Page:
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English Center CoordinatorChristopher Heuer, Professor EnglishChristopher.Heuer@gallaudet.edu
Math Center CoordinatorSusanna Henderson, Lecturer II STEMsusanna.email@example.com
ASL Center CoordinatorRobin Massey, ASL Departmentaslcenter@gallaudet.edu
When you are faced with starting a research paper, the most important part of researching and beginning to write is ORGANIZING the information and your thoughts. If you are not organized, it will take considerably more time to write the paper. To make it easy on yourself, you can use an index card system as you gather information. With this method, you categorize the information you find by topic. For each topic, you could have any number of cards from several different sources. Later, as you write your paper, each card topic becomes a body paragraph (supporting idea) in your paper.
As you find interesting facts about your topic during your research, you should write them down. Each sentence or idea that you find should be paraphrased (summarized in your own words), and written on a card. In order to keep your ideas in order, and to remember where you found the ideas, there are four items that you should include on the index card, as you will see below.
Here is a sample card:
Once you have written the information down on the note cards, you only need to go back and organize your cards by topic. Group together all the cards that have the same topic (i.e. all the cards titled: "Hughes' Poetry" should be together). When you finish, you should have your cards in piles, one topic per pile. You can have any number of piles and any number of cards in each pile. The length and detail of your paper will determine how many piles and cards you have.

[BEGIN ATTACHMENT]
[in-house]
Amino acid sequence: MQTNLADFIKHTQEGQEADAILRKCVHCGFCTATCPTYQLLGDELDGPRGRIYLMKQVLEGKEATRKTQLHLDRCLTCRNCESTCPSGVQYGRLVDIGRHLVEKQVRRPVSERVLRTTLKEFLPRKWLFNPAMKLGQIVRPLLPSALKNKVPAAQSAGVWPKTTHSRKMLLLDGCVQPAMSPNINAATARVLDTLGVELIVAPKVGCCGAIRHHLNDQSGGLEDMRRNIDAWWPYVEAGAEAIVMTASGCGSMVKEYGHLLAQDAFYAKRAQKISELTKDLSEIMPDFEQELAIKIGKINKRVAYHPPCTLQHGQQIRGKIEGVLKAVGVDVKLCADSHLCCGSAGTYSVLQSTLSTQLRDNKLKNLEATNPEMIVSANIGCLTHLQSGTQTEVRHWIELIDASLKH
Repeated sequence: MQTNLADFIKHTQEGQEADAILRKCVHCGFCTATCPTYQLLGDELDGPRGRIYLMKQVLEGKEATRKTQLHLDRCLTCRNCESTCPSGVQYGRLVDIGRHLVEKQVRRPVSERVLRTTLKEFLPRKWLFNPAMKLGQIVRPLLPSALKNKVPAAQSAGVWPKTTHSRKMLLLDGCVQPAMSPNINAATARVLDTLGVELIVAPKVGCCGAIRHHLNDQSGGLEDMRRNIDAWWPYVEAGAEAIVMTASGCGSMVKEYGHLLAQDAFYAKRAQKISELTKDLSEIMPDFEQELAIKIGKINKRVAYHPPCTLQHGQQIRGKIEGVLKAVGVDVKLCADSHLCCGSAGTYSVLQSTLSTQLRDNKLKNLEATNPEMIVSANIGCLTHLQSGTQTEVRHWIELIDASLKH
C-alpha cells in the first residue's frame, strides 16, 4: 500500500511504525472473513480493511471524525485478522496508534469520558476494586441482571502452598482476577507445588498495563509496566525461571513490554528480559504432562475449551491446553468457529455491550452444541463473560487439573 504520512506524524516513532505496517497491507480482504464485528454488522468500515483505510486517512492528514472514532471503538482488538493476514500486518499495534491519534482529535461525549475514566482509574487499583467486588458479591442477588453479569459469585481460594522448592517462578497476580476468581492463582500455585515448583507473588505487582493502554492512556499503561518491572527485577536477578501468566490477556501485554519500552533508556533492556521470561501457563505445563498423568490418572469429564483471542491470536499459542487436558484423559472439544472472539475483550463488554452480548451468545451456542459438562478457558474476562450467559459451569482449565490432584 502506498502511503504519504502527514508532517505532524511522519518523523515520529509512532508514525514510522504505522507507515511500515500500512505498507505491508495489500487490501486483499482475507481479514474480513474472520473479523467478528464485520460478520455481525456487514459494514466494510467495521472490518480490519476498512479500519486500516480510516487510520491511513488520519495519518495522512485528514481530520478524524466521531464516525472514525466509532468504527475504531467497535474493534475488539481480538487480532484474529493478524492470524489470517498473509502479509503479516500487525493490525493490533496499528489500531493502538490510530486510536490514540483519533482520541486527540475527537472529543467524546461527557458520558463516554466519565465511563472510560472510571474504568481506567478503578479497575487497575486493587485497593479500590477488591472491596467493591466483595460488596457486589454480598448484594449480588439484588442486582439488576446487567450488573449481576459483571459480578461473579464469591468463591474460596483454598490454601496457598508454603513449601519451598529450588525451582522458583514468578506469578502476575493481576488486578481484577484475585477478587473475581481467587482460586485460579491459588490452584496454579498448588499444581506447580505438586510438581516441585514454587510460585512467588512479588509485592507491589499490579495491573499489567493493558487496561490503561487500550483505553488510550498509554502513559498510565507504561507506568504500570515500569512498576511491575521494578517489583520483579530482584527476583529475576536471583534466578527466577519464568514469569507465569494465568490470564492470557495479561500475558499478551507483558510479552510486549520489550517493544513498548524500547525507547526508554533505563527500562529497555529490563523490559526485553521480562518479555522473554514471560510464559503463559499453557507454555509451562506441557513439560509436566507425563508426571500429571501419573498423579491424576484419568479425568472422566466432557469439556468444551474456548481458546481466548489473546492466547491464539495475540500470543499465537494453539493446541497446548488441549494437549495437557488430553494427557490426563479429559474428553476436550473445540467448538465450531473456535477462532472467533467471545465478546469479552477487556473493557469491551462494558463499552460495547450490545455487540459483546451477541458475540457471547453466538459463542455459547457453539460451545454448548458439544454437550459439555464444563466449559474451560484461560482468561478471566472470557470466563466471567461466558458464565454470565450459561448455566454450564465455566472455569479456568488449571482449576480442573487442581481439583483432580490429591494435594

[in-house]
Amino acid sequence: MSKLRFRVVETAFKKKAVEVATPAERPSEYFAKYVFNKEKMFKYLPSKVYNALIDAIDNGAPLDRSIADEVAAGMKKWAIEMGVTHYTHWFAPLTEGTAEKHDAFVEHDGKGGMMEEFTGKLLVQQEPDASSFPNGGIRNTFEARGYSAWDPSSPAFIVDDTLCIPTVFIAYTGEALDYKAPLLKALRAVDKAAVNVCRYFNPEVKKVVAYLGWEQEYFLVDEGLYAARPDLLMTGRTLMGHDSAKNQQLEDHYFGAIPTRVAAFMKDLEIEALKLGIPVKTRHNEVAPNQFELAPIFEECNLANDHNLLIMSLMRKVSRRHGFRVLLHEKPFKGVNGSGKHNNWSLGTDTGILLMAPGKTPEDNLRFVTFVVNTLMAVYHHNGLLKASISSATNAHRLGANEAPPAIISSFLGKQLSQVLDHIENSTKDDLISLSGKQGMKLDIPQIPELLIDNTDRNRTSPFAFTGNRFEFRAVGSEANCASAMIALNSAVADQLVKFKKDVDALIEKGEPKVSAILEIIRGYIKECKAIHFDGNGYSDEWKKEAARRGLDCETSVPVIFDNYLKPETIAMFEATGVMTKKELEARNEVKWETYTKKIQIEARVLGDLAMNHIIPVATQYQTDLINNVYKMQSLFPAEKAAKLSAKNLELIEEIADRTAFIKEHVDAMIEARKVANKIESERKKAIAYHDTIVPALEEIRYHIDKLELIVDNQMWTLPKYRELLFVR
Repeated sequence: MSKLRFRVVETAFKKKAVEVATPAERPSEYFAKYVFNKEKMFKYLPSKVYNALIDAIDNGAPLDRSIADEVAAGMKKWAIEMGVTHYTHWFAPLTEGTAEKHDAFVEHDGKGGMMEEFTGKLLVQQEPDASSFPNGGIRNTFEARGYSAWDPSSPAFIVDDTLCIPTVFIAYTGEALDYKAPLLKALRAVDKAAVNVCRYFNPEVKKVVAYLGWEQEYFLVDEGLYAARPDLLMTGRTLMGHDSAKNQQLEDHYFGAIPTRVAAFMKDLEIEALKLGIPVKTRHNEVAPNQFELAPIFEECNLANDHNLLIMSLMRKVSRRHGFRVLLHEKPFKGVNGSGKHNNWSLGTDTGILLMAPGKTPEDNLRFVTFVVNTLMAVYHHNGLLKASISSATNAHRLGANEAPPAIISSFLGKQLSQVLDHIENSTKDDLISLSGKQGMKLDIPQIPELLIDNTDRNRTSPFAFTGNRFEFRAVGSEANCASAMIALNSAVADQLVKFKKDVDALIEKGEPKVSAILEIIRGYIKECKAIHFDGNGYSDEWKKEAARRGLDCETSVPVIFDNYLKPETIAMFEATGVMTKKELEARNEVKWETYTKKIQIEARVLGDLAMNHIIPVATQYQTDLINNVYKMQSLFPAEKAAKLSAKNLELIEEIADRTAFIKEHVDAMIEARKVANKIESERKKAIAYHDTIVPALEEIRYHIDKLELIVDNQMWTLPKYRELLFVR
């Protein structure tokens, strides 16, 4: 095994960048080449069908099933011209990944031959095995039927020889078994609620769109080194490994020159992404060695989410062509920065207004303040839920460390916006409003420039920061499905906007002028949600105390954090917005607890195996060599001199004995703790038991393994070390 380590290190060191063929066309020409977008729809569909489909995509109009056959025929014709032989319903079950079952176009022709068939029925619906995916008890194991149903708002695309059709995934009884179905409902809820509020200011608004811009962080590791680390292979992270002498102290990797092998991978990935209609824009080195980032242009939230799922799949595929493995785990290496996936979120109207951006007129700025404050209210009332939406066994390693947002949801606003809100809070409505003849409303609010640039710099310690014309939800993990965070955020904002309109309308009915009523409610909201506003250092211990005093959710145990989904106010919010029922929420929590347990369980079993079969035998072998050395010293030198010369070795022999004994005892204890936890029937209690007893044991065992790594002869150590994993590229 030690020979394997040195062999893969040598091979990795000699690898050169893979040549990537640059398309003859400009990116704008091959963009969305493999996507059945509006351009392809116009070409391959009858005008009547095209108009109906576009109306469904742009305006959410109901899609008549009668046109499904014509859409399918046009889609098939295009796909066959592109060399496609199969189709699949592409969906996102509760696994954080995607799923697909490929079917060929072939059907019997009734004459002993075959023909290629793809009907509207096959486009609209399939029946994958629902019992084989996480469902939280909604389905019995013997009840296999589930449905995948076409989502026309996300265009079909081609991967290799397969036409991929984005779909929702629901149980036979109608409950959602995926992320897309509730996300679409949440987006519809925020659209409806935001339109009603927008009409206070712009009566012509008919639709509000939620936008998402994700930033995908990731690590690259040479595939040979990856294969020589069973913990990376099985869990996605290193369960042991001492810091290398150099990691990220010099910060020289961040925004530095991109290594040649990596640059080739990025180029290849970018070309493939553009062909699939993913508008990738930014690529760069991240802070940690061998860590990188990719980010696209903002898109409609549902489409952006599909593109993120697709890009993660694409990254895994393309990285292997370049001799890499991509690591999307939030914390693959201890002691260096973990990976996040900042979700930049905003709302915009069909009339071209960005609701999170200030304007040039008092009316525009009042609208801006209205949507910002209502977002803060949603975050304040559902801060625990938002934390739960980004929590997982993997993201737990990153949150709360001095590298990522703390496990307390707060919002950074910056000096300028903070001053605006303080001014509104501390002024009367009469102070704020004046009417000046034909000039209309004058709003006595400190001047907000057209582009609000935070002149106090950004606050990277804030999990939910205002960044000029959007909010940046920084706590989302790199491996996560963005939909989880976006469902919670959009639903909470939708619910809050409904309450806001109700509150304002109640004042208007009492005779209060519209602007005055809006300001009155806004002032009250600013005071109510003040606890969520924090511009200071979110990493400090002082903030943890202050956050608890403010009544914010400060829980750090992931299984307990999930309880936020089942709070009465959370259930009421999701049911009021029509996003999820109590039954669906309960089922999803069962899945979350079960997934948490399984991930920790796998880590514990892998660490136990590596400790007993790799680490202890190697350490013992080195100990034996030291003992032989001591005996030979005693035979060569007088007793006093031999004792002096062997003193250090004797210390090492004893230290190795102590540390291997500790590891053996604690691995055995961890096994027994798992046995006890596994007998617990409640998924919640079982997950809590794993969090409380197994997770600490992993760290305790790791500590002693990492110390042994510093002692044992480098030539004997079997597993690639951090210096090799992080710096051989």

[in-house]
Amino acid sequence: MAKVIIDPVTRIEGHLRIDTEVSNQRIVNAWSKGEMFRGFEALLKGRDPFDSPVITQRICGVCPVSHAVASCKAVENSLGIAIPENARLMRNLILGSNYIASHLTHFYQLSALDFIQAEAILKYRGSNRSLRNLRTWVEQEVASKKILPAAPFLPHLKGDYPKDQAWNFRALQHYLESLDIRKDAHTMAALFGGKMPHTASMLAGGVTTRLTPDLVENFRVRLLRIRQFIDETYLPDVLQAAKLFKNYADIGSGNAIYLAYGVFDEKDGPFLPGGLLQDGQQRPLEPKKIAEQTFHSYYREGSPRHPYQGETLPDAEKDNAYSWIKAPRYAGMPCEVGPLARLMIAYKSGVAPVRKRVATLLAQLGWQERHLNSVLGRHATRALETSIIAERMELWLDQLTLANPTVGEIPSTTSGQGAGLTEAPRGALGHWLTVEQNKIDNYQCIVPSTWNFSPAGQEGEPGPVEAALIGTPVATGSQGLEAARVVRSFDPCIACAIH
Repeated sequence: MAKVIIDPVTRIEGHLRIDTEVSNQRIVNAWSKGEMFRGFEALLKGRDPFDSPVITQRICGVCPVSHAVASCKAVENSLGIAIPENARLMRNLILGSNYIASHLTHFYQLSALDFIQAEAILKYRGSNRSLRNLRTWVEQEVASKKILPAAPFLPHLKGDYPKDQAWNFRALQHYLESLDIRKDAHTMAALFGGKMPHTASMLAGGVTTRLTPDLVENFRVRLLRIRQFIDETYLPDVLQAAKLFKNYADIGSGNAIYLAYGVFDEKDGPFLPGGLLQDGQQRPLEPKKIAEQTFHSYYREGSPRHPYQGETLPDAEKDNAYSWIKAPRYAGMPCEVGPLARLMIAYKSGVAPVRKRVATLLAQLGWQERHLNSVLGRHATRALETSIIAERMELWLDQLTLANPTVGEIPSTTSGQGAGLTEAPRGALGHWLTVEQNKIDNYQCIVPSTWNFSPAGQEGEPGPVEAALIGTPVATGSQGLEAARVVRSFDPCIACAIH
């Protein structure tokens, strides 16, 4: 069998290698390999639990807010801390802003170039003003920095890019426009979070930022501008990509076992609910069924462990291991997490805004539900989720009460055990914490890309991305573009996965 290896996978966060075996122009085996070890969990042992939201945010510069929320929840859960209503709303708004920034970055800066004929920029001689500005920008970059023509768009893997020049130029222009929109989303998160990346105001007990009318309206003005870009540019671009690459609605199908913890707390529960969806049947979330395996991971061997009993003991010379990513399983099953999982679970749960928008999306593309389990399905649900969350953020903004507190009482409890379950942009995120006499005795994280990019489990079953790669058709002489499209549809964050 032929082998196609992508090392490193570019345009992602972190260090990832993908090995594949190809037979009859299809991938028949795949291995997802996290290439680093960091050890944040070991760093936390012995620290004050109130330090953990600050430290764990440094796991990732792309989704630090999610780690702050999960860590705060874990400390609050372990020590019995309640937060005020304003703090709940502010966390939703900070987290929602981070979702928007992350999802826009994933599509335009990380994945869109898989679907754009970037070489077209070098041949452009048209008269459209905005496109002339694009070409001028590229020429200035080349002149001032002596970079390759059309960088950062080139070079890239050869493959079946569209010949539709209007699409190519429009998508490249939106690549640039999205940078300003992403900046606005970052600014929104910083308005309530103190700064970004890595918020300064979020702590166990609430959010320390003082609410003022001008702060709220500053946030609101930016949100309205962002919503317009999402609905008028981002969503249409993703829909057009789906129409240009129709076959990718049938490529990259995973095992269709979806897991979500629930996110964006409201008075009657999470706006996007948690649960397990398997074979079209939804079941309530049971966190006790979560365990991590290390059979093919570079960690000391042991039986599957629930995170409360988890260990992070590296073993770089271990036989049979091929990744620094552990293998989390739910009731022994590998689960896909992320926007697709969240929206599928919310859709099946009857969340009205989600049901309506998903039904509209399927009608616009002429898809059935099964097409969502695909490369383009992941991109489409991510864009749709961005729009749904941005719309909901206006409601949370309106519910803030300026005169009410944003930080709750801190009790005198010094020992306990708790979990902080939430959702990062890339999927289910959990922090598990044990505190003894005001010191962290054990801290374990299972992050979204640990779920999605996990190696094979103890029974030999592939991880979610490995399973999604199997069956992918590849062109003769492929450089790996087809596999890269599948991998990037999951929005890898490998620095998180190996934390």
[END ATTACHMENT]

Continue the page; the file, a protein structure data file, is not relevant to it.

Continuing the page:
Your piles may look like:
Once you have separated your cards into piles, each topic pile should become a body paragraph in your paper. That is the key to this system. If every topic directly supports your thesis statement, then each topic pile should become a supporting idea, body paragraph, or part of a paragraph in your paper.
But before you actually begin writing, you should make an outline of the order you want to present these topics in your paper. (For help making an outline, see the English Works web page on Pre-writing and Outlines). Once the outline is complete, use your note cards as guides and begin writing. For further help on writing a research paper, refer to the English Works! web page Process of Doing a Research Paper, Guide to Developing Thesis Statements, and/or Guide to Writing Introductions and Conclusions.
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